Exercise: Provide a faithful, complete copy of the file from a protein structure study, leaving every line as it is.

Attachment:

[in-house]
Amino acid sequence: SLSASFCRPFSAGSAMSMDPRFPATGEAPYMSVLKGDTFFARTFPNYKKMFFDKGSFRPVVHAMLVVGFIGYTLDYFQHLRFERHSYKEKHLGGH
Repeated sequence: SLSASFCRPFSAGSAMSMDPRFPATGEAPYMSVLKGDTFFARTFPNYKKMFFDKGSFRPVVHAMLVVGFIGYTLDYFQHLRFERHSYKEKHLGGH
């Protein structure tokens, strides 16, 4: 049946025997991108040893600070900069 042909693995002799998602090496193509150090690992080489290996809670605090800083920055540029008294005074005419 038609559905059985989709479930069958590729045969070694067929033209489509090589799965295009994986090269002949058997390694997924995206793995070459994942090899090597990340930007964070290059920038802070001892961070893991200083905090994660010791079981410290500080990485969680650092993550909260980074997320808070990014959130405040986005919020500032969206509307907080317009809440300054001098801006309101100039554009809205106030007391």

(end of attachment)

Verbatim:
[in-house]
Amino acid sequence: SLSASFCRPFSAGSAMSMDPRFPATGEAPYMSVLKGDTFFARTFPNYKKMFFDKGSFRPVVHAMLVVGFIGYTLDYFQHLRFERHSYKEKHLGGH
Repeated sequence: SLSASFCRPFSAGSAMSMDPRFPATGEAPYMSVLKGDTFFARTFPNYKKMFFDKGSFRPVVHAMLVVGFIGYTLDYFQHLRFERHSYKEKHLGGH
């Protein structure tokens, strides 16, 4: 049946025997991108040893600070900069 042909693995002799998602090496193509150090690992080489290996809670605090800083920055540029008294005074005419 038609559905059985989709479930069958590729045969070694067929033209489509090589799965295009994986090269002949058997390694997924995206793995070459994942090899090597990340930007964070290059920038802070001892961070893991200083905090994660010791079981410290500080990485969680650092993550909260980074997320808070990014959130405040986005919020500032969206509307907080317009809440300054001098801006309101100039554009809205106030007391």